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APRA puts New Daily probe on backburner

By Sarah Kendell
3 minute read

The prudential regulator has declined to release information surrounding its inquiries into AustralianSuper’s potential privacy breach through its partnership with The New Daily, saying it’s not within its purview to produce a report on the matter.

Liberal senator Andrew Bragg, who has been a fierce critic of industry funds’ tie-up with the controversial publication, asked a series of questions on notice to APRA surrounding its inquiry into AustralianSuper’s decision to supply members’ data to The New Daily to subscribe them on an opt-out basis.

“What is the scope of the inquiry into the Australian Super / New Daily data breach?” Senator Bragg asked.

“What is the timing on the inquiry and what type of report will be generated?”


In response, the prudential regulator said it had asked AustralianSuper “a series of specific questions about the trustee’s decision making process in the context of their regulatory obligations”.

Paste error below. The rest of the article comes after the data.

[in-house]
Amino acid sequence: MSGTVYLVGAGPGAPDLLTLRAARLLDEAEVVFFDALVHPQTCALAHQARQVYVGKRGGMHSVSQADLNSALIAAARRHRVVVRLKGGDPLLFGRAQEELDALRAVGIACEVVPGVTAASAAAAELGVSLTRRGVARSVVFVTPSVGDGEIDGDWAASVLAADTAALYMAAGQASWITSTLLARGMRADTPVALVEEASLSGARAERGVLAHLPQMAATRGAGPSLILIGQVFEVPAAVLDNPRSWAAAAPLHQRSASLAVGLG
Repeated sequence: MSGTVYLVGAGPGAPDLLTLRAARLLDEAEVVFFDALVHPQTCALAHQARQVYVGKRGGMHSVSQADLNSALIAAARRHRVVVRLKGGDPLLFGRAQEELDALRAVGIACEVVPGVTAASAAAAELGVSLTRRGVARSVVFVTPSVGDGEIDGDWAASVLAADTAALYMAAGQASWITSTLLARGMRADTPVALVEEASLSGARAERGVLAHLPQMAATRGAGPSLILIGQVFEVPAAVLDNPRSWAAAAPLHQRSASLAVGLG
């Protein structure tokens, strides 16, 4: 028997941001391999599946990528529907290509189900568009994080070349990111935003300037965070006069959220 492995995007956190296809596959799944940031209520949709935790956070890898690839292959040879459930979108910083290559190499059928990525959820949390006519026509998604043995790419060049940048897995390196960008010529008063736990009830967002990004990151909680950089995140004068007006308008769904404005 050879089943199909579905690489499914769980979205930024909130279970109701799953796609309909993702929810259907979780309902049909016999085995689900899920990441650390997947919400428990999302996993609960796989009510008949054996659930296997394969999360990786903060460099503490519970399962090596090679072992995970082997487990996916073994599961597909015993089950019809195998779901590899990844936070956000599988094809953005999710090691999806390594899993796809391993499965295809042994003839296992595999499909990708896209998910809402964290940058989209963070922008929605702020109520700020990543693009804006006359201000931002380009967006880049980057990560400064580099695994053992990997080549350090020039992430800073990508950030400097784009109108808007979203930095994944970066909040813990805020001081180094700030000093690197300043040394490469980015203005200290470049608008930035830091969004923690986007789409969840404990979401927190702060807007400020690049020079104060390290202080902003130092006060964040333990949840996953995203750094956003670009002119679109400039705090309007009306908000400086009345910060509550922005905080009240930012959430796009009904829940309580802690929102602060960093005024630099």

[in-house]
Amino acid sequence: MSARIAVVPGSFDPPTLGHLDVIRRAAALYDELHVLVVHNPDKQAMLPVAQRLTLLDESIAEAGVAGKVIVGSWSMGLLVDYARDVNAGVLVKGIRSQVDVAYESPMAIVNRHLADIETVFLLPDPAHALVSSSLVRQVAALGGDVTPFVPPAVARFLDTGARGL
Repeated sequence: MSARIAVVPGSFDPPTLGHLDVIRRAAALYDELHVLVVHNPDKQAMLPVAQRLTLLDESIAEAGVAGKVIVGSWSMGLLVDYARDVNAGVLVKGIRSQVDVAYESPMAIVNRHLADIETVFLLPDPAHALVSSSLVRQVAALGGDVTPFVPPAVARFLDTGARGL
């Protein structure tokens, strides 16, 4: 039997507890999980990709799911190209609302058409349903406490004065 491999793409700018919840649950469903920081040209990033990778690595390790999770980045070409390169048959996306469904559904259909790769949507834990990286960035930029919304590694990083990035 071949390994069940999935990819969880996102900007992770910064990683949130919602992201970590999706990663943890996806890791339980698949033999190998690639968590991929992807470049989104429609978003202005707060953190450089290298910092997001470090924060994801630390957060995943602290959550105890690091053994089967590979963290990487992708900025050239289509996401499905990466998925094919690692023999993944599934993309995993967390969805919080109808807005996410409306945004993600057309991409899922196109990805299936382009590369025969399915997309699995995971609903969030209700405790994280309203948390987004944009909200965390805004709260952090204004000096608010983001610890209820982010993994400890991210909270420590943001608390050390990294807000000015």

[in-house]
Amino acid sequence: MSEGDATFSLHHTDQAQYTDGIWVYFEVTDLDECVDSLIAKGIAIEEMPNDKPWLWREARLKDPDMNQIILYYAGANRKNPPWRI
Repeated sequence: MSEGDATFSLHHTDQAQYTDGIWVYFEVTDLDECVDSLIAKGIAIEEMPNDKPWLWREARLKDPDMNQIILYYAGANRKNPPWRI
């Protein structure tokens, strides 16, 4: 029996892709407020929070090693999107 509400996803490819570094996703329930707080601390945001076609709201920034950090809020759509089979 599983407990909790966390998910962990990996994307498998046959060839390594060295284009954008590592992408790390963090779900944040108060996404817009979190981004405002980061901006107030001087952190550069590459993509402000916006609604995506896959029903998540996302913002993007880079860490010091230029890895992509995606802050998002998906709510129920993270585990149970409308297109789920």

“APRA has also engaged with the Privacy Commissioner and continues to work with them in relation to this matter,” APRA said.

The prudential regulator previously told Senate estimates in June that it had “made inquiries in relation to the New Daily” including questioning AustralianSuper specifically, as well as other funds that may have made their members’ data available on an opt-out basis.

“Our inquiries are ongoing and we’re liaising with the Privacy Commissioner in relation to that matter. I haven’t got an exact time frame, but we would expect these discussions will be happening in the next few days and weeks,” APRA executive director of super Suzanne Smith said at the time.

However in response to Senator Bragg’s questions on notice, APRA said it was still “unable to provide a definitive timeline” as to when the inquiries would conclude.

“We are unable to provide a definitive timeline as it will depend on the findings. This is not the type of matter that APRA would typically generate a report on, and, consistent with this practice, we will not be producing one,” the regulator said.

APRA said once “the facts and circumstances” around the potential privacy breach were “known and properly understood”, it would determine “any necessary further actions”.